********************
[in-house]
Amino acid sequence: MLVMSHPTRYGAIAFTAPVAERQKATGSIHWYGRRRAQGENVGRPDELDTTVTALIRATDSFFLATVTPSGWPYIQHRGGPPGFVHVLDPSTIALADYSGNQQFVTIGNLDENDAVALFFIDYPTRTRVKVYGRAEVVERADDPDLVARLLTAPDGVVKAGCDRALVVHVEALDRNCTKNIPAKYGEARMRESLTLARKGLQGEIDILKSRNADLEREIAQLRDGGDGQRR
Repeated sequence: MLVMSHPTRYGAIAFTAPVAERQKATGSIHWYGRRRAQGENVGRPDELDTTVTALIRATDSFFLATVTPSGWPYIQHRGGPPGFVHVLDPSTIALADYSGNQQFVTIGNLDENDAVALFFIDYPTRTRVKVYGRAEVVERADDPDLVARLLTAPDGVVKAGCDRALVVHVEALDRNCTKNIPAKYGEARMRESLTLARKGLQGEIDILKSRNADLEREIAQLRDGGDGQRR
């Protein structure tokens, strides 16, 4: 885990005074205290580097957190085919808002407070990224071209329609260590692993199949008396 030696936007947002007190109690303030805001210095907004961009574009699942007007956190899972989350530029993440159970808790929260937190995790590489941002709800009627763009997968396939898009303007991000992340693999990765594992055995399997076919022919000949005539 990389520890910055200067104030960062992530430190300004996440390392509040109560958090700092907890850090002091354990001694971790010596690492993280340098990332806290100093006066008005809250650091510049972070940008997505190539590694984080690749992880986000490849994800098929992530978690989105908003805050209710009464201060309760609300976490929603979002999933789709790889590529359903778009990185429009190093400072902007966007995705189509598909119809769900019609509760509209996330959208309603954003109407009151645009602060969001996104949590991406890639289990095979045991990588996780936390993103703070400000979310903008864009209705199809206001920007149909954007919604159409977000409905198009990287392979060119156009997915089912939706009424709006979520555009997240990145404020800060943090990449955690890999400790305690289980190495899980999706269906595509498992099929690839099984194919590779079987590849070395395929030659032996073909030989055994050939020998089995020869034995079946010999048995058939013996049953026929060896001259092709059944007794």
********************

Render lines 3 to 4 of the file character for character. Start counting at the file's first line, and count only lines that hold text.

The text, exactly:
Repeated sequence: MLVMSHPTRYGAIAFTAPVAERQKATGSIHWYGRRRAQGENVGRPDELDTTVTALIRATDSFFLATVTPSGWPYIQHRGGPPGFVHVLDPSTIALADYSGNQQFVTIGNLDENDAVALFFIDYPTRTRVKVYGRAEVVERADDPDLVARLLTAPDGVVKAGCDRALVVHVEALDRNCTKNIPAKYGEARMRESLTLARKGLQGEIDILKSRNADLEREIAQLRDGGDGQRR
């Protein structure tokens, strides 16, 4: 885990005074205290580097957190085919808002407070990224071209329609260590692993199949008396 030696936007947002007190109690303030805001210095907004961009574009699942007007956190899972989350530029993440159970808790929260937190995790590489941002709800009627763009997968396939898009303007991000992340693999990765594992055995399997076919022919000949005539 990389520890910055200067104030960062992530430190300004996440390392509040109560958090700092907890850090002091354990001694971790010596690492993280340098990332806290100093006066008005809250650091510049972070940008997505190539590694984080690749992880986000490849994800098929992530978690989105908003805050209710009464201060309760609300976490929603979002999933789709790889590529359903778009990185429009190093400072902007966007995705189509598909119809769900019609509760509209996330959208309603954003109407009151645009602060969001996104949590991406890639289990095979045991990588996780936390993103703070400000979310903008864009209705199809206001920007149909954007919604159409977000409905198009990287392979060119156009997915089912939706009424709006979520555009997240990145404020800060943090990449955690890999400790305690289980190495899980999706269906595509498992099929690839099984194919590779079987590849070395395929030659032996073909030989055994050939020998089995020869034995079946010999048995058939013996049953026929060896001259092709059944007794």